• Give $0.50-$1/week per year of age. So a 4-year old would receive $2-4/week.
  • For younger kids, divide the money into 3 clear bins labeled Spend, Give, and Save.
  • Give young kids an achievable savings goal and tape a picture of the item.
  • As kids are older, the bins can become a virtual debit card. It’s also possible to add interest rates, matching, and other incentives.
  • He discourages credit cards and instead suggests cash for younger kids and debit cards for older.

Having tangible money to hold and clearly divided bins begins to introduce the idea of a simple budget, while allowing them to make their own decisions. Then with the allowance system is in place, he introduces the concept of needs and wants.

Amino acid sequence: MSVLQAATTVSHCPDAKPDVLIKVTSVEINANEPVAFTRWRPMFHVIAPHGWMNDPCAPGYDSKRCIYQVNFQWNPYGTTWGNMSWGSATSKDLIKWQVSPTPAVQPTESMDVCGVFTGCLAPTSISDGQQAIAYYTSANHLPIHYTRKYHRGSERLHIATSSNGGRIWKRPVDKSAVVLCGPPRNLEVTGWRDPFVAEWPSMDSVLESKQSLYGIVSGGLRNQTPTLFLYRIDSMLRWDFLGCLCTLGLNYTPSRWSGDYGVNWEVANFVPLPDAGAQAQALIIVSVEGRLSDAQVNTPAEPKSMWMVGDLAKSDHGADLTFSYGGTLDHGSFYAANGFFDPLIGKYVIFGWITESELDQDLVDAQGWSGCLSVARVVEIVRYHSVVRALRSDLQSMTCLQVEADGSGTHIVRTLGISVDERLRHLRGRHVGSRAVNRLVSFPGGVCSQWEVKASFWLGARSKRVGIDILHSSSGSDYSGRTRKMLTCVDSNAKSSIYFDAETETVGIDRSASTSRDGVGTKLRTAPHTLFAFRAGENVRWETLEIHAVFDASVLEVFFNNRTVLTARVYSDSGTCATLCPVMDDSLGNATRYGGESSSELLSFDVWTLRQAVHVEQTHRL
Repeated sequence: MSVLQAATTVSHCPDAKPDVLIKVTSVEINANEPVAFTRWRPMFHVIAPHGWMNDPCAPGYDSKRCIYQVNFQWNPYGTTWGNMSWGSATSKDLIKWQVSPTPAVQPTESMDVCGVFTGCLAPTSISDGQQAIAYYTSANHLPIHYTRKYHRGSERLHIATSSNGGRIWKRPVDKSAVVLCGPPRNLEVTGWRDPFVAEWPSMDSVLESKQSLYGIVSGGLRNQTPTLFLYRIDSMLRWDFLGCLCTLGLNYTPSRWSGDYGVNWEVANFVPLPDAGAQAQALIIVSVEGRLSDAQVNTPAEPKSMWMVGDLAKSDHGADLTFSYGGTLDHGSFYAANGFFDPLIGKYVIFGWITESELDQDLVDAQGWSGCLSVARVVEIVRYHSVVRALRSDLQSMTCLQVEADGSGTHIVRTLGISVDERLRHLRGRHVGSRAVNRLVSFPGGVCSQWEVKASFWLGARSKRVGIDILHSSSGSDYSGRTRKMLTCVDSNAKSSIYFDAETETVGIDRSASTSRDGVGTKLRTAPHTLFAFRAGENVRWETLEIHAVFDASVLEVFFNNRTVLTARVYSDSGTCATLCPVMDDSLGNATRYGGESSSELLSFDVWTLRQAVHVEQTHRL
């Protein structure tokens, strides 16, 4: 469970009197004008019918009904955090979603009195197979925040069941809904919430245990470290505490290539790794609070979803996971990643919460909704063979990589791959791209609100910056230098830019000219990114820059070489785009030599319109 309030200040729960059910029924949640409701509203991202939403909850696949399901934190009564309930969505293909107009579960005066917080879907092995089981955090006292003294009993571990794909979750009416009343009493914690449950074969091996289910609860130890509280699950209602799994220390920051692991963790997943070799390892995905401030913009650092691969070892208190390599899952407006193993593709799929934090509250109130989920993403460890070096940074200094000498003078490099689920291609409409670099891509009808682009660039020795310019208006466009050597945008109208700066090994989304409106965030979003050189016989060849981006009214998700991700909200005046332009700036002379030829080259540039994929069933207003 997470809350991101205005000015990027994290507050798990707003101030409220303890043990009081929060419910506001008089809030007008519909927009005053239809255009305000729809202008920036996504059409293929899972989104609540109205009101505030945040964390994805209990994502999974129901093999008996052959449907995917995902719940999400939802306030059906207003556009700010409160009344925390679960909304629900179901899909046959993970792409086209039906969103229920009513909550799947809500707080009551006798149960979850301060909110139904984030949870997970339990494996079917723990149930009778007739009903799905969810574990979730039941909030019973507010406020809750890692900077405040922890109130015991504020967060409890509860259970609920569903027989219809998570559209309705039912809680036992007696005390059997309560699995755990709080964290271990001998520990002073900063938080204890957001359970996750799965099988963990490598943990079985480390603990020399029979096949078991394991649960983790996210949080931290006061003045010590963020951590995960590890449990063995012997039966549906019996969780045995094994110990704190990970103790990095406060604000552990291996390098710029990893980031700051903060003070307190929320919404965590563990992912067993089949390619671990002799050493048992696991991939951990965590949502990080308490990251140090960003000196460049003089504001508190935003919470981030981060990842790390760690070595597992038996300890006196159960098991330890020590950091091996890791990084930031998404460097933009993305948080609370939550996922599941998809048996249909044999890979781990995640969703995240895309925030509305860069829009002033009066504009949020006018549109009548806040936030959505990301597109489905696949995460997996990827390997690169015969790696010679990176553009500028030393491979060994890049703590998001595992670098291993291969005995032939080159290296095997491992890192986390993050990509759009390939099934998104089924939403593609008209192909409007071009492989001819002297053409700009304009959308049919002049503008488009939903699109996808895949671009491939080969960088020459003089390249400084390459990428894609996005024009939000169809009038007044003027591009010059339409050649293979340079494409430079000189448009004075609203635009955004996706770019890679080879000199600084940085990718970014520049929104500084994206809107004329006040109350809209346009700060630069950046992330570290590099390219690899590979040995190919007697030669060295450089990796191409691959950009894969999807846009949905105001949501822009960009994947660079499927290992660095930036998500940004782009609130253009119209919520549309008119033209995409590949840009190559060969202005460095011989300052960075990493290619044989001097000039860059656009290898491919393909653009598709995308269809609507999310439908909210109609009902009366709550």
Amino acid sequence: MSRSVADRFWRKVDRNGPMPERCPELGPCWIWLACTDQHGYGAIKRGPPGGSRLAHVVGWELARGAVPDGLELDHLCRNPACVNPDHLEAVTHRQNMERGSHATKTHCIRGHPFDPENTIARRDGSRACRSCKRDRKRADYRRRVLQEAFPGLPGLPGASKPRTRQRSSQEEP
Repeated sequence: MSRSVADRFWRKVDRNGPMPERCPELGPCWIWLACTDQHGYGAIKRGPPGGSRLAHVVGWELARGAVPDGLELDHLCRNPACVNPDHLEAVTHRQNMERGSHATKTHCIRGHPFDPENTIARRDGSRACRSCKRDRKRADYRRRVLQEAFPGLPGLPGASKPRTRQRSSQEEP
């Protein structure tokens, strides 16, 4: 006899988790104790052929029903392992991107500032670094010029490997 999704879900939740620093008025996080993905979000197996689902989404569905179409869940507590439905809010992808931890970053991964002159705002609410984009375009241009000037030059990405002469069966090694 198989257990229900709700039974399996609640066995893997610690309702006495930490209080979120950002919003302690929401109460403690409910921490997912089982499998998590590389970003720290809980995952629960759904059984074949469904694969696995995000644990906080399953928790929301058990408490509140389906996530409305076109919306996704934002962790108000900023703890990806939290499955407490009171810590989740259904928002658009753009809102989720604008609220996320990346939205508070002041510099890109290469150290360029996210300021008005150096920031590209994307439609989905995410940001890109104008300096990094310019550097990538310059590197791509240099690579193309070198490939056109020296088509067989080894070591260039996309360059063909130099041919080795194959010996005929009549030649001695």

Teaching Needs vs. Wants

The idea of teaching needs and wants is teaching kids about the tradeoffs of how they can choose to spend money. I particularly like the exercise he describes because it’s easier to explain to a child. Here’s my own take with a winter jacket example –

Winter jacket example

Let’s imagine we are trying to buy a new winter jacket. Draw a horizontal line, labeling one side “Need” and the other side “Want”.

On the Need side, you can have a perfectly serviceable $15 jacket from Old Navy which will satisfy the need. On the Want side, you can have a $870 jacket from Moncler.

The next step is you draw a line on what your willingness to pay is. In his case, Lieber uses his “Land’s End line” which is the price equivalent of a Land’s End, which represents mid-range decent-quality article of clothing. This would be around $65.

The difference between the $65 and their wanted item must be funded from their Spend or Save budget.